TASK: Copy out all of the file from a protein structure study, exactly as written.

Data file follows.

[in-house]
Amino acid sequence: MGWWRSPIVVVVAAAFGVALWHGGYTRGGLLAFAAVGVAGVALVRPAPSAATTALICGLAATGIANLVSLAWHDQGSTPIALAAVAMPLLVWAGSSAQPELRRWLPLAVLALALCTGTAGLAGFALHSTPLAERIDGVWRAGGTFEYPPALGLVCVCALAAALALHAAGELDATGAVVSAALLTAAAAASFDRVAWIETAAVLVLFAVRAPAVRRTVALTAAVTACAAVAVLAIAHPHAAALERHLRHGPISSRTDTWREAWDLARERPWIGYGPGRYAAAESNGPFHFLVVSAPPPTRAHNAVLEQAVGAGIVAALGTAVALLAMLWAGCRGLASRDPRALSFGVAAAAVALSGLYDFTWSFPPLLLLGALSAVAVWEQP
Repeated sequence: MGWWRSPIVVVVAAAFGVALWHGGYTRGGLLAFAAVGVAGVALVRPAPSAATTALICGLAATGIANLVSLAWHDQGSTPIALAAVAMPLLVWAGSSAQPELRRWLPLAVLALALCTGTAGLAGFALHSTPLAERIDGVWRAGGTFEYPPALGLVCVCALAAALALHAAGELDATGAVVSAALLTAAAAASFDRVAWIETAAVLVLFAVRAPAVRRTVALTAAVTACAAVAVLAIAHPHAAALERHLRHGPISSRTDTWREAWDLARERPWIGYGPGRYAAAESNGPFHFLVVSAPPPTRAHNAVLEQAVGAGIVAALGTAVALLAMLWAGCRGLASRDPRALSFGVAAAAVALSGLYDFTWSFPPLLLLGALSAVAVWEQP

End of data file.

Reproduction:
[in-house]
Amino acid sequence: MGWWRSPIVVVVAAAFGVALWHGGYTRGGLLAFAAVGVAGVALVRPAPSAATTALICGLAATGIANLVSLAWHDQGSTPIALAAVAMPLLVWAGSSAQPELRRWLPLAVLALALCTGTAGLAGFALHSTPLAERIDGVWRAGGTFEYPPALGLVCVCALAAALALHAAGELDATGAVVSAALLTAAAAASFDRVAWIETAAVLVLFAVRAPAVRRTVALTAAVTACAAVAVLAIAHPHAAALERHLRHGPISSRTDTWREAWDLARERPWIGYGPGRYAAAESNGPFHFLVVSAPPPTRAHNAVLEQAVGAGIVAALGTAVALLAMLWAGCRGLASRDPRALSFGVAAAAVALSGLYDFTWSFPPLLLLGALSAVAVWEQP
Repeated sequence: MGWWRSPIVVVVAAAFGVALWHGGYTRGGLLAFAAVGVAGVALVRPAPSAATTALICGLAATGIANLVSLAWHDQGSTPIALAAVAMPLLVWAGSSAQPELRRWLPLAVLALALCTGTAGLAGFALHSTPLAERIDGVWRAGGTFEYPPALGLVCVCALAAALALHAAGELDATGAVVSAALLTAAAAASFDRVAWIETAAVLVLFAVRAPAVRRTVALTAAVTACAAVAVLAIAHPHAAALERHLRHGPISSRTDTWREAWDLARERPWIGYGPGRYAAAESNGPFHFLVVSAPPPTRAHNAVLEQAVGAGIVAALGTAVALLAMLWAGCRGLASRDPRALSFGVAAAAVALSGLYDFTWSFPPLLLLGALSAVAVWEQP